Inside China's 'debt traps' – how China keeps vulnerable countries in debt


China has been criticised for its practice of ‘debt trapping’ developing countries – a practice where they give money to poorer countries, which are then indebted to China, meaning it can apply pressure for their support in international affairs. In November 2021, MI6 chief Richard Moore warned in his first broadcast interview that China is “trying to use influence through its economic policies to try and get people on the hook”.

What is a debt trap?

Critics of China claim the superpower lends money to other countries in need of developing infrastructure, funding armed forces and paying off other debts, which end up having to relinquish control of key assets if they can’t meet their debt repayments.

China has long denied it is ‘debt trapping’ countries.

China’s loans to lower and middle-income countries have tripled over the past 10 years, reaching $170 billion (£125 billion) by the end of 2020.

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However, the figure is likely to be significantly higher, and China doesn’t publish records of its foreign loans.

Many of its contracts also contain non disclosure agreements which prevent borrowers from revealing the details.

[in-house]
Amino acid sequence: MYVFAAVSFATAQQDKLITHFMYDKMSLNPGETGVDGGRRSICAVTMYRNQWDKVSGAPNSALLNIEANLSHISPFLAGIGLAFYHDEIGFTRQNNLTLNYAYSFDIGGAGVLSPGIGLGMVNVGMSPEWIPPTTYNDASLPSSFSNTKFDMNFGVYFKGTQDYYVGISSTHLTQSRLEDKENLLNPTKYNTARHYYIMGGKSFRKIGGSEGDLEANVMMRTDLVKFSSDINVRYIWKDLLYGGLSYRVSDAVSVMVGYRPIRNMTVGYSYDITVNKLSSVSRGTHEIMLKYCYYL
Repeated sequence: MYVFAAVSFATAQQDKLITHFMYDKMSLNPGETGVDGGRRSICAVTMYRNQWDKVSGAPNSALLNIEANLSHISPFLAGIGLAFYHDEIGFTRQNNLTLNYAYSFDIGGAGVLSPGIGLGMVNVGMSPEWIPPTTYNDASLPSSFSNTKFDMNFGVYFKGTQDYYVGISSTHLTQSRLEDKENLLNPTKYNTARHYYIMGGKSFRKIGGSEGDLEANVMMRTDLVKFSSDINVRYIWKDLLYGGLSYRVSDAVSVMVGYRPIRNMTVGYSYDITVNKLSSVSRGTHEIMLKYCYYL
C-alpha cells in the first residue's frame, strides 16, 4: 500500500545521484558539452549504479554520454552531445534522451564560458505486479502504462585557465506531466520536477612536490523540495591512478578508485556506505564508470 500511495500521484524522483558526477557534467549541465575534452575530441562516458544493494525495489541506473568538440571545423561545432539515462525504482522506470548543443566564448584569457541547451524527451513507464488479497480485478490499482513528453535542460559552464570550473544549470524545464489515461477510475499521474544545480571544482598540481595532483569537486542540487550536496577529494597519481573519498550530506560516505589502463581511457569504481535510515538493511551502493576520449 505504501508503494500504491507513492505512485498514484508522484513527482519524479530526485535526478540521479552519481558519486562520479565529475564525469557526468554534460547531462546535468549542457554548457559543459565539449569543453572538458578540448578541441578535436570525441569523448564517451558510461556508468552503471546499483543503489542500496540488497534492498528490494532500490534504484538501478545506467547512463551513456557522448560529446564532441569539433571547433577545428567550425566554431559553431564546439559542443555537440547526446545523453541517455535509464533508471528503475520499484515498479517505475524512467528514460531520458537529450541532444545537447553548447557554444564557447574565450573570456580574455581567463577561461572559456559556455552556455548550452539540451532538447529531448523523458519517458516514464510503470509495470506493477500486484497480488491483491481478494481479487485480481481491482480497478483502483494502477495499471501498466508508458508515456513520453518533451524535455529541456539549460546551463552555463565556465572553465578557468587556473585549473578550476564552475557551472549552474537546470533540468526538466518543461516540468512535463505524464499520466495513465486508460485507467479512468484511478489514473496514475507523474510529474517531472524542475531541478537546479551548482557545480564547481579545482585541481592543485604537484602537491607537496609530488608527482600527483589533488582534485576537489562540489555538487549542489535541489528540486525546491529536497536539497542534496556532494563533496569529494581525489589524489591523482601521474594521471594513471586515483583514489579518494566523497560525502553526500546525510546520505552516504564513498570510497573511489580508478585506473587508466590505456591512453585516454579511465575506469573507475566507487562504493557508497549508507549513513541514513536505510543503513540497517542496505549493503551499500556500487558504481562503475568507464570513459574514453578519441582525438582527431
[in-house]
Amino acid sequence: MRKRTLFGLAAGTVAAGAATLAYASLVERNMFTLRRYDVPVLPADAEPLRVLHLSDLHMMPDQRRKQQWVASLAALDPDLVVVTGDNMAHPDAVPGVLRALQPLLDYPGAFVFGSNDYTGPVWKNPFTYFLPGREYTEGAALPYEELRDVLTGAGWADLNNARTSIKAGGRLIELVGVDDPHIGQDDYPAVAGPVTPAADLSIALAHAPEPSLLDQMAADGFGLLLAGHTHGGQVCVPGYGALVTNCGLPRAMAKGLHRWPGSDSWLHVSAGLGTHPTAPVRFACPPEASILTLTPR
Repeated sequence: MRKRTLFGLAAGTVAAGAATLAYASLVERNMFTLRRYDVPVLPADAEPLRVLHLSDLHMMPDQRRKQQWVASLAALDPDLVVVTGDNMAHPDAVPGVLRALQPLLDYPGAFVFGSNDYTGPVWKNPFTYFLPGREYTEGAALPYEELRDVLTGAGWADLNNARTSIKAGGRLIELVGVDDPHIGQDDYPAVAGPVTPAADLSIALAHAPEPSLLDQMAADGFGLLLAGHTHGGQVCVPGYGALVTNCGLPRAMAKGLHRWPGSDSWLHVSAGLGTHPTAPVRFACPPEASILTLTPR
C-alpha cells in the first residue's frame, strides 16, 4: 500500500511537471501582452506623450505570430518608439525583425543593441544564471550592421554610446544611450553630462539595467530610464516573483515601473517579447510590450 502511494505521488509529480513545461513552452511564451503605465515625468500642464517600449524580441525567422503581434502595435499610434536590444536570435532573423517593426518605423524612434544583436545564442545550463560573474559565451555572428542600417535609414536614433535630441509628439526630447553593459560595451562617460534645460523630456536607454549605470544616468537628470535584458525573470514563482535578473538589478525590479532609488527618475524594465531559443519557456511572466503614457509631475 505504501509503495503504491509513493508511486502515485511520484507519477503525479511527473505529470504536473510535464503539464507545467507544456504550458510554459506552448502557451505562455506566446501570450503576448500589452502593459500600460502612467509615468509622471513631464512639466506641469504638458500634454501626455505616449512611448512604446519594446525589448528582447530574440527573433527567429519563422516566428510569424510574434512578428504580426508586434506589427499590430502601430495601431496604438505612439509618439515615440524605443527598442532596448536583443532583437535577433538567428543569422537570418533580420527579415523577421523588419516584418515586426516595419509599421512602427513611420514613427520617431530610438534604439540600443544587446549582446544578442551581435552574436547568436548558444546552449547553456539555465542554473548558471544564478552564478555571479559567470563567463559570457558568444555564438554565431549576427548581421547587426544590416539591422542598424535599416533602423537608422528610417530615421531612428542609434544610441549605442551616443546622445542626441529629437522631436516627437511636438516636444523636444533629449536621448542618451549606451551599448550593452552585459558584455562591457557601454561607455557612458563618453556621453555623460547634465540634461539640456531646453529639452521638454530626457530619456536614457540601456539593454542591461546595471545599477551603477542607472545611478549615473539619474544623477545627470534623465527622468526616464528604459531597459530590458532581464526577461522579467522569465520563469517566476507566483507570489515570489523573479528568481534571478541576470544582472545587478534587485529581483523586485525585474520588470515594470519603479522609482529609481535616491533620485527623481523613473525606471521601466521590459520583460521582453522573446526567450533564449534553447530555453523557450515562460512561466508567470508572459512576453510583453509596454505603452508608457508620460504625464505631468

Research by AidData, an international development body in the US, has found half of China’s lending to developing countries is not reported in official debt statistics.

Some of these loans are kept off government balance sheets because they are directed to state-owned companies and banks, joint ventures, or private institutions, rather than travelling directly between governments.

Djibouti, Laos, Zambia, and Kyrgyzstan all currently have debts to China equivalent to at least 20 percent of their annual GDP.

Much of the debt owed to China relates to large infrastructure projects like roads, railways and ports, and also to the mining and energy industry, under President Xi Jinping’s Belt and Road Initiative.

One of the starkest examples of a debt trapped country is Sri Lanka, which embarked on the Hambantota port project with Chinese backing in the mid 2000s.

The billion dollar project using loans and contractors from China was mired with issues, and left the island nation saddled with considerable, spiralling debt.

China eventually agreed to take a 70 percent stake in the port on a 99-year lease – with the caveat of further Chinese investment in the country.



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